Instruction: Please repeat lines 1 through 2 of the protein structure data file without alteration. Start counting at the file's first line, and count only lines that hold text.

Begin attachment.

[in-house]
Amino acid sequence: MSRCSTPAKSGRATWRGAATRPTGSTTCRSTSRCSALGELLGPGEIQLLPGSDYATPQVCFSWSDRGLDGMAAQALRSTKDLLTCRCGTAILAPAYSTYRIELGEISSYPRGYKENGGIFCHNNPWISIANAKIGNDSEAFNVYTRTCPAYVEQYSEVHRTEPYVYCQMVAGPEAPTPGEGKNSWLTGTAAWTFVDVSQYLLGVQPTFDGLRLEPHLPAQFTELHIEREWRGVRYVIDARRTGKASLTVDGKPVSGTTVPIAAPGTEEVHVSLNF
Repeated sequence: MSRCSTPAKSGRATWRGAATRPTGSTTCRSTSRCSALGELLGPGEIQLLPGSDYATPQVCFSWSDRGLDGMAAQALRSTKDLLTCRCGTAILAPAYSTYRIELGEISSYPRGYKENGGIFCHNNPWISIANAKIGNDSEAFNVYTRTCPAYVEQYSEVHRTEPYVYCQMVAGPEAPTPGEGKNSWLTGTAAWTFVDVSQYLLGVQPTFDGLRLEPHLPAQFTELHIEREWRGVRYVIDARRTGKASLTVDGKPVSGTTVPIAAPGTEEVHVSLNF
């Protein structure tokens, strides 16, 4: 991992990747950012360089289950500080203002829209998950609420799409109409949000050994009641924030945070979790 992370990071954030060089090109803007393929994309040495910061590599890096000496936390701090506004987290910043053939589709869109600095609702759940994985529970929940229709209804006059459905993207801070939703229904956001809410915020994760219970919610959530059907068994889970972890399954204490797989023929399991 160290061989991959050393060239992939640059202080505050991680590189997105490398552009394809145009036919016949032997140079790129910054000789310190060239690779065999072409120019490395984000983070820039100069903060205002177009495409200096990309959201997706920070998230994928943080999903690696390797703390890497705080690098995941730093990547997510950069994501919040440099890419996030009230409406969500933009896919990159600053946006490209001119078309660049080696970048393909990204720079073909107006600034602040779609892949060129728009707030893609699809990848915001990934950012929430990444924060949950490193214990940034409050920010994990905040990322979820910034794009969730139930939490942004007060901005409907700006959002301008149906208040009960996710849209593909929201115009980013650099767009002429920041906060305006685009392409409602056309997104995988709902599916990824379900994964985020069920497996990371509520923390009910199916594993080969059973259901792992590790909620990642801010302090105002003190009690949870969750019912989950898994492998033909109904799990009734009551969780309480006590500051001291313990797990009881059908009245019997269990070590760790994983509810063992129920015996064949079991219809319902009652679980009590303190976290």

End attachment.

[in-house]
Amino acid sequence: MSRCSTPAKSGRATWRGAATRPTGSTTCRSTSRCSALGELLGPGEIQLLPGSDYATPQVCFSWSDRGLDGMAAQALRSTKDLLTCRCGTAILAPAYSTYRIELGEISSYPRGYKENGGIFCHNNPWISIANAKIGNDSEAFNVYTRTCPAYVEQYSEVHRTEPYVYCQMVAGPEAPTPGEGKNSWLTGTAAWTFVDVSQYLLGVQPTFDGLRLEPHLPAQFTELHIEREWRGVRYVIDARRTGKASLTVDGKPVSGTTVPIAAPGTEEVHVSLNF